In just a few short days we in South West Florida, will be in the beginning of “Hurricane Season”. What does that mean to us? Well to me it means that if a storm comes our way, I will be inundated with scared people that have at the last minute decided to leave the area trying to make sure that their vehicles will make it.
It also means that the same percentage of people will be banging on my door with generators that haven’t been started or even looked at in the last 10 years.
Now if that sounds just a little gruff maybe it’s the toll of being in this business for 42 years starting to take its toll. “Hurricane Season” comes every year on June 1st and ends on November 30th. Every year there is a Hurricane Expo, brought to you, the public, for free at the Convention Center.
This is pretty much run by my friend Wayne Sallade, who begs and pleads for everyone to be prepared. Wayne and I are brothers in a way, we both rode out Hurricane Charley, we both saw first-hand how destructive and fickle Mother Nature can be.
As usual the first couple of months of season is pretty quiet, just quiet enough for folks to get complacent and cocky. I lived through Donna while I was in Brooklyn, and had absolutely no idea what was really going on. But I do remember this, trees were down, walls that had ivy on them for all of my short life was now bare, images that just stayed with me. I watched Andrew rip across the state, I have pictures of the harbor emptied from the storm and the surge as the water came back.
I remember watching Charley track. I was so cocky that I invited friends from St. Pete to come here so that they would be safe. I was also naïve. Was I prepared? Yes I was! Why? I don’t know. I consider it being like an animal that knows when to hide when a storm is brewing. I had already purchased 2 huge generators just 2 weeks before, and had hurricane doors installed on my house. My garage doors were however still I permitting.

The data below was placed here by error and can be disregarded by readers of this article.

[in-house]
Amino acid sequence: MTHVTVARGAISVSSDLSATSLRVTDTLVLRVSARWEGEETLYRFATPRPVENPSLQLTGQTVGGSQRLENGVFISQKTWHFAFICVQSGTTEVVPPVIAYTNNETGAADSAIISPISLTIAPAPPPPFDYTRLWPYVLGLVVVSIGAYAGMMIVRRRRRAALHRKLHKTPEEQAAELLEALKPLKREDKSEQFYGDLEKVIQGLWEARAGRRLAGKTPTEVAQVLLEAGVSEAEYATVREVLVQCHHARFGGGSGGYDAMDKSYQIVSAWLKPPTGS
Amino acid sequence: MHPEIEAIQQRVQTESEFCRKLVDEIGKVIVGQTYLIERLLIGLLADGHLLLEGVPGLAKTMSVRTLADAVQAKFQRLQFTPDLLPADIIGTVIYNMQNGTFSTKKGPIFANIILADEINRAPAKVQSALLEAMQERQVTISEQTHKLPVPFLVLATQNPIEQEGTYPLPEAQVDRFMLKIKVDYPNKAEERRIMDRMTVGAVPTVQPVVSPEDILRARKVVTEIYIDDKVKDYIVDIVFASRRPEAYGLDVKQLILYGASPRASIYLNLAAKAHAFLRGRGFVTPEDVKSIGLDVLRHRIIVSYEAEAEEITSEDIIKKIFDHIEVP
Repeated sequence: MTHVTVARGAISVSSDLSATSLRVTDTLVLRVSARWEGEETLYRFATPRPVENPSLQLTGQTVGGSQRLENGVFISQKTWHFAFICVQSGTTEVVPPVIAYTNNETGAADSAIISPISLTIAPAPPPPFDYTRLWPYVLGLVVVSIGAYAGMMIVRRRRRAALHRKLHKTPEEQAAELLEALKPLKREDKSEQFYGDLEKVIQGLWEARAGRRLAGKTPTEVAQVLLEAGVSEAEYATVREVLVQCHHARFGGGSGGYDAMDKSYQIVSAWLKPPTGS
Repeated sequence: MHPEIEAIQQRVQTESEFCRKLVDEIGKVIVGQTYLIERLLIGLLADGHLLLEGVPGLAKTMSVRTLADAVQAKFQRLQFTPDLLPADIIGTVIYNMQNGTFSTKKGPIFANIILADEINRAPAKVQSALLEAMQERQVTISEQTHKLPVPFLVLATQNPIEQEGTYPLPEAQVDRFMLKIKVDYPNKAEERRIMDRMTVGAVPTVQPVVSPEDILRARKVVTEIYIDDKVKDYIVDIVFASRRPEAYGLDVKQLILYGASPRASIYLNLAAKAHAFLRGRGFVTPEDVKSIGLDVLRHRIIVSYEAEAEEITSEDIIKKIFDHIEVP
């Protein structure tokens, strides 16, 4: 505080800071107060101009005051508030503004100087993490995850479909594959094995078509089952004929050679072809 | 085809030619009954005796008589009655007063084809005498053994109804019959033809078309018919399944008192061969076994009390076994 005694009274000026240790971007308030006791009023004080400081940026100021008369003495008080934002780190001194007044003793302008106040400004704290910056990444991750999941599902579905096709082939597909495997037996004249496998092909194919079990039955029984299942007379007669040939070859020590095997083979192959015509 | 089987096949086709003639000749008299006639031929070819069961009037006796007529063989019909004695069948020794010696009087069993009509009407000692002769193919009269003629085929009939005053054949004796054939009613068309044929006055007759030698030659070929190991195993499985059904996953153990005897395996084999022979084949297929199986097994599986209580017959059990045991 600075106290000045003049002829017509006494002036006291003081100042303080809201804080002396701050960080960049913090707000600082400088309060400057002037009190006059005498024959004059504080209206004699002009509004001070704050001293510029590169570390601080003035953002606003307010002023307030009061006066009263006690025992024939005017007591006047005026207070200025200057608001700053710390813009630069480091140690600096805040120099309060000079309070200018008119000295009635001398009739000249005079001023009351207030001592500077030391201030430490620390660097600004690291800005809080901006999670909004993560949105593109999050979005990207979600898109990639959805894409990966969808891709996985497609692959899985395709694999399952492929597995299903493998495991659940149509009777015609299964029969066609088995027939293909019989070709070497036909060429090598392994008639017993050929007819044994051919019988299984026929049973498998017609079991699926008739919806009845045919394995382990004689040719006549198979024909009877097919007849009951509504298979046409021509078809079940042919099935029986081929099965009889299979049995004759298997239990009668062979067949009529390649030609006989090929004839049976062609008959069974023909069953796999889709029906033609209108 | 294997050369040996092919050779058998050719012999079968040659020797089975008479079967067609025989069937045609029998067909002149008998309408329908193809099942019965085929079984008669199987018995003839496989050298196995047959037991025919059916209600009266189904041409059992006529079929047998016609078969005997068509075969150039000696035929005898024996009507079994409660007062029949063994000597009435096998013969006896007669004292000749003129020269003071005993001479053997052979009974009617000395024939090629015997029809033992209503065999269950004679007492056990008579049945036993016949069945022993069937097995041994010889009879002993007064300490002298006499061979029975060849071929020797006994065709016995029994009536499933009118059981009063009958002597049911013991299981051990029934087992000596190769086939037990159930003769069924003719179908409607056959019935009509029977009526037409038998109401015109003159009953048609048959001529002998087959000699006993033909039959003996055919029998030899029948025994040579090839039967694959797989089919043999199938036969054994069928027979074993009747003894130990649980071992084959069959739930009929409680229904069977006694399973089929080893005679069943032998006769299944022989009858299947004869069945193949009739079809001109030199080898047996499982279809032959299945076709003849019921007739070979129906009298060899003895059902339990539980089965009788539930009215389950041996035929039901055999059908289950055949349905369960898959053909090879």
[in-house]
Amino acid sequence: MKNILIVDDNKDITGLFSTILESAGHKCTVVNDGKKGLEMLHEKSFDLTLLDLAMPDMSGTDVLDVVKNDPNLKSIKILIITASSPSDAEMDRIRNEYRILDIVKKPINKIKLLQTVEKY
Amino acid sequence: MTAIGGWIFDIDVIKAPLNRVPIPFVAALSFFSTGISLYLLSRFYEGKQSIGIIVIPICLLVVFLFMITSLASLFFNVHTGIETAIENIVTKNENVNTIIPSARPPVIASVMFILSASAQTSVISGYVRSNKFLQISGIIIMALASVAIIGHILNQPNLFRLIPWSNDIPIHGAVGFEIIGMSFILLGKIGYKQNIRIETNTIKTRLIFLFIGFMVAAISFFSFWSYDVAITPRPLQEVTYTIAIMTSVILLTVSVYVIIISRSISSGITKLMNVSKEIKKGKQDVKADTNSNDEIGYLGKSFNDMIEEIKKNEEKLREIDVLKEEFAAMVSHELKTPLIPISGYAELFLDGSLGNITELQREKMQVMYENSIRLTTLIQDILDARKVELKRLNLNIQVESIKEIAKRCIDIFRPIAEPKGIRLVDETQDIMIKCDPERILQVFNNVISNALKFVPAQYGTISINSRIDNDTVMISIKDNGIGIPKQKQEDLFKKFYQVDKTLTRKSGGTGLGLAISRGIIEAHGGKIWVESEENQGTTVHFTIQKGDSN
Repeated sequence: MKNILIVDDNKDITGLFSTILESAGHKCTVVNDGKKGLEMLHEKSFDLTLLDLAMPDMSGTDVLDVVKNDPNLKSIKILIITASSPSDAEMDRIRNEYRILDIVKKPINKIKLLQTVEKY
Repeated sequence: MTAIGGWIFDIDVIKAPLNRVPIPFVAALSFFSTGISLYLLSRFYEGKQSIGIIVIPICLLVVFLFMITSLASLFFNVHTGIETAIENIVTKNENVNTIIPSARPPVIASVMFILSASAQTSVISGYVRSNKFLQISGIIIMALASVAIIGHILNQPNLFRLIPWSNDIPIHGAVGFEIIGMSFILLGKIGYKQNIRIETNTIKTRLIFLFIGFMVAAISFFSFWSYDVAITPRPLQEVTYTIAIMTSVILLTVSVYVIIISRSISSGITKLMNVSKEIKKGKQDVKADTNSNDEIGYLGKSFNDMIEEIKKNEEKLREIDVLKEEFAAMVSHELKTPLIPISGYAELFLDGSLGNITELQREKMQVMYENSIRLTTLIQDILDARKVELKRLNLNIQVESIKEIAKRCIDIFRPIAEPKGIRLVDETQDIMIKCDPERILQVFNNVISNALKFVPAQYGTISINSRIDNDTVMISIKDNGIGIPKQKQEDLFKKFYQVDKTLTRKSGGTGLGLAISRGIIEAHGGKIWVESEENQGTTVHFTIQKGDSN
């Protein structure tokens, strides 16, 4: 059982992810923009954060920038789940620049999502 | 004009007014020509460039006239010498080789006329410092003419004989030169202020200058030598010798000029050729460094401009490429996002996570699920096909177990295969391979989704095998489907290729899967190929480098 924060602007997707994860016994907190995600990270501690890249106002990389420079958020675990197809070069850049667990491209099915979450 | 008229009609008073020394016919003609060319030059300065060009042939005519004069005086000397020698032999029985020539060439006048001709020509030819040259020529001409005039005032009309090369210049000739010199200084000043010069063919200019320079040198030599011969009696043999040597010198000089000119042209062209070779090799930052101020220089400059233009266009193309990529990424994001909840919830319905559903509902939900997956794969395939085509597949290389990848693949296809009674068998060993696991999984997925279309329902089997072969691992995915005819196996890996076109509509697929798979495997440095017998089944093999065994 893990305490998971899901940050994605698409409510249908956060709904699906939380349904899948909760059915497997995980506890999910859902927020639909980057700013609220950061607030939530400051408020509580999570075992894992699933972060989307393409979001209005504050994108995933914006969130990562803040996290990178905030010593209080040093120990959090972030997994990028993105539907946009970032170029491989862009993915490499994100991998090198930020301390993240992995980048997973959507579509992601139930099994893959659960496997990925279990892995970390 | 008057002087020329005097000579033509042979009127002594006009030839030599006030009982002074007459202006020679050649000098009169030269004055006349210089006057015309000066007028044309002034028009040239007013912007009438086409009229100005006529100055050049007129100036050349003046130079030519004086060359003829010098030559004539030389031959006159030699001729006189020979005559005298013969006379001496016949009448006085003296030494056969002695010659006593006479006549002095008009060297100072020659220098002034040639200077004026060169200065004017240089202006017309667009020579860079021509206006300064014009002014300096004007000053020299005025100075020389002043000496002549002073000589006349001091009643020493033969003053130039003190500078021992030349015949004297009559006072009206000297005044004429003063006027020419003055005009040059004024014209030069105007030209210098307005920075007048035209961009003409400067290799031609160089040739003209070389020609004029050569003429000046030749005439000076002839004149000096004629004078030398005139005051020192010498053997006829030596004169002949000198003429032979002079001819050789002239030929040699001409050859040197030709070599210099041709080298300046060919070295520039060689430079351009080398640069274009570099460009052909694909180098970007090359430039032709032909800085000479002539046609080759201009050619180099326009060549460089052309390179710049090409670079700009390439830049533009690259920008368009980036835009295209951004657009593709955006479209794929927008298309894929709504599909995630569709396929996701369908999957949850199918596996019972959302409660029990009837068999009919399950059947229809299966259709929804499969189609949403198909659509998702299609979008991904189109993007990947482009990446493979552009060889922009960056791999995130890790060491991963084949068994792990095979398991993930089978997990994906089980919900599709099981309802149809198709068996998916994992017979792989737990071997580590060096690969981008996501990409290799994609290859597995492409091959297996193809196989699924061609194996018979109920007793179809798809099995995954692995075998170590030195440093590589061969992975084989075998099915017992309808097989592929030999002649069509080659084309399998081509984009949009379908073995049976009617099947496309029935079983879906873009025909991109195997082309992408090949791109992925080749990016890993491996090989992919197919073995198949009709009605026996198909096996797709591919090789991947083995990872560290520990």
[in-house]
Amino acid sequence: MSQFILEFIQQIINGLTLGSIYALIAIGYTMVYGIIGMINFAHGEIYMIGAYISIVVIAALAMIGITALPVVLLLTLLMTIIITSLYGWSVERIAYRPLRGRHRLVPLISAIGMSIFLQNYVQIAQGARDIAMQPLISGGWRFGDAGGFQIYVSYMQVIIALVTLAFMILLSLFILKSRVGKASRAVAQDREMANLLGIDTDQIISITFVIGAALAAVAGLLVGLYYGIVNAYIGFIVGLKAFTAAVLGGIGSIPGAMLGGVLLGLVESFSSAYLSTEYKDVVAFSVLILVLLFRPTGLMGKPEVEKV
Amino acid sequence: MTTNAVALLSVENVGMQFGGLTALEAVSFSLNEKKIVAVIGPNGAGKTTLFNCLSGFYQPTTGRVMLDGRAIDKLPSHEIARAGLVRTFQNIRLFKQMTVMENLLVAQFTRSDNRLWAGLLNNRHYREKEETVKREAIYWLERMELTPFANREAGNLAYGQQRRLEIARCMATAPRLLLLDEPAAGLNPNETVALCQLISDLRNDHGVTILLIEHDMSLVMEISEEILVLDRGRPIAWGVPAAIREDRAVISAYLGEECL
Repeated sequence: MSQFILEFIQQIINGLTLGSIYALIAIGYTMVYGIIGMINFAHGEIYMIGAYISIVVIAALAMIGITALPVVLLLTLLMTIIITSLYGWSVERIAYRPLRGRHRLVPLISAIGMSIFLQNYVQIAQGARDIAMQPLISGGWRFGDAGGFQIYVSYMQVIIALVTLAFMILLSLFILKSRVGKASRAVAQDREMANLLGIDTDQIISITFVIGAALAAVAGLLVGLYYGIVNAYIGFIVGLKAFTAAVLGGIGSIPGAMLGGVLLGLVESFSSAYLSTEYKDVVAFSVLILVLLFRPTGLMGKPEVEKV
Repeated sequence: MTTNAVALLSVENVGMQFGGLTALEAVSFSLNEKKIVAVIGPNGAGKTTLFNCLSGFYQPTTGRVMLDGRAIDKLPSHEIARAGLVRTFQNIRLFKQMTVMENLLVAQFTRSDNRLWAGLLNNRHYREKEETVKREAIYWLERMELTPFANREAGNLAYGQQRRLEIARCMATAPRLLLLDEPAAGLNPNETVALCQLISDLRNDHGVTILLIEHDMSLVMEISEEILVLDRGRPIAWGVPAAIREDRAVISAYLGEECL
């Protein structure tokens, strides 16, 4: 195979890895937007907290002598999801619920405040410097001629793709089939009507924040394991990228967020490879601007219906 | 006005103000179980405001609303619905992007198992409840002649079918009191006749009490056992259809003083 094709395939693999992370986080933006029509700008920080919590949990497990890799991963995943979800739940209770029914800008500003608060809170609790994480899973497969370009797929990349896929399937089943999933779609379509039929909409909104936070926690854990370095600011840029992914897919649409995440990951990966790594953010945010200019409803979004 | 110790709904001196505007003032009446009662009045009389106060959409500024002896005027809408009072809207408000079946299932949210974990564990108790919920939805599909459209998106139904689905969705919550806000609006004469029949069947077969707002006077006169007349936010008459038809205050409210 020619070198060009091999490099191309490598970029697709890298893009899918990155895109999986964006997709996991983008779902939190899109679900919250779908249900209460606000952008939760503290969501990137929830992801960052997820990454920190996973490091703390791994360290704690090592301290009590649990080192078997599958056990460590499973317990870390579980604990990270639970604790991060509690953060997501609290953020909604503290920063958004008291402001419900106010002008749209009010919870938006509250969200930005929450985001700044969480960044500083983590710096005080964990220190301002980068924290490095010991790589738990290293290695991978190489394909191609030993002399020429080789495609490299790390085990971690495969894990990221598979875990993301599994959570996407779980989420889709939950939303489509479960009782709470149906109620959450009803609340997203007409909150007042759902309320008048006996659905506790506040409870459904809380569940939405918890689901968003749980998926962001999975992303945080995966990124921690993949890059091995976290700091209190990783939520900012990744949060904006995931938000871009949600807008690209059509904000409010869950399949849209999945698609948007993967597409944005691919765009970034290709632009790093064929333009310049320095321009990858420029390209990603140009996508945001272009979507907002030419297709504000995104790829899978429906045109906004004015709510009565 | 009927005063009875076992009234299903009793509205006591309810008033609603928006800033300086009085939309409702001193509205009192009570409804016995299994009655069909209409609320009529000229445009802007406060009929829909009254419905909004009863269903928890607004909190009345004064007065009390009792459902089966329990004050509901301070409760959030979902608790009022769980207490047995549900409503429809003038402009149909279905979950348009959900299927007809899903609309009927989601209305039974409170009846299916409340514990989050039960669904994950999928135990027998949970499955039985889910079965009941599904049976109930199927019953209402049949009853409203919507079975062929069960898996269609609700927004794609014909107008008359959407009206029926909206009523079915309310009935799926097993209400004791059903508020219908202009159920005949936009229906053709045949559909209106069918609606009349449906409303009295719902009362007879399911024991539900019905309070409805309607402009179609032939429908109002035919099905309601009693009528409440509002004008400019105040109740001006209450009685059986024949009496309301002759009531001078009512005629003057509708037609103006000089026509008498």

I helped my parent’s board up their home the day before. I didn’t board up the shop until that morning, a really last second decision. I was totally excited, no, enthralled. I took out my camera and rolls of film and I parked myself on the bridge to take pictures. And I did until the winds were up about 120mph. The Sheriff’s Department was pretty miffed at me and frankly told me that if I DIDN’T LEAVE I WAS GOING TO JAIL. Fortunately for me I did go home.
I found that my hurricane door was so stiff that when the wind was blowing it pushed the door out of the locks. A small adjustment rectified that but I was just a little concerned as I watched the debris flying around.
That was the first time that fear entered my mind. So much that I actually boarded up my own home. Now this was very much easier than the average person. You see way back in 1990 when I built my home I sheltered it with trees, I also built a wood house so screwing plywood over the windows was phenomenally easy.
So as I finished with the last set of boards I was soaking wet, as I stripped to my birthday suit I stood on my garage roof and yelled to Charley that he could “Kiss my a**”. A statement that I left on the plywood on the station until someone complained about profanity.
I brought many of these pictures to the Hurricane Expo and you and find them on Youtube or on our Facebook page. Look at the devastation, and disbelief.
What in the HELL does this have to do with Maintenance? Well let me tell you. If you are going to stick it out, you better make damn sure that your generator is going to start and you have an extra five gallons of fuel close by. Just five not fifty.
More makes you prone for looters and fires. Make sure that you have cash because when the power goes down so do the ATM’s and CASH IS KING! Make sure that you have good coolers with frozen milk bottles of water, because it will keep your food cold for a while and as it melts it becomes good drinking water.
If you’re going to leave, make sure that you have multiples destinations. As like Charley, storms can change directions in a moment. Smart money says leave at least 3 to 5 days BEFORE the storm hits.
Most importantly make sure that your vehicle will make it.
Pay special attention to belts and hoses and especially cooling systems. Make sure that if you are dependent on the Air Conditioning working that it has been thoroughly checked and charged. Make sure that all of your filters have been checked or replaced, including the cabin air and fuel filters.
Do this now while it is the beginning of the season, because if a storm flares up early most everyone will be caught with their pants down. And if you wait to the very last moment, I may not be here. Because I will be in the only house on my block not in the dark and the only house with cold beer. Hurricanes are real, just like preventive maintenance is real.
During hurricane season maintenance starts on June 1 not only for your vehicle but for your generators. We do it all!!
236 S. Tamiami Tr.
Punta Gorda, Fl. 33950
Auto Repair, A/C Repair, Oil Change, Brake Repair & Transmission Services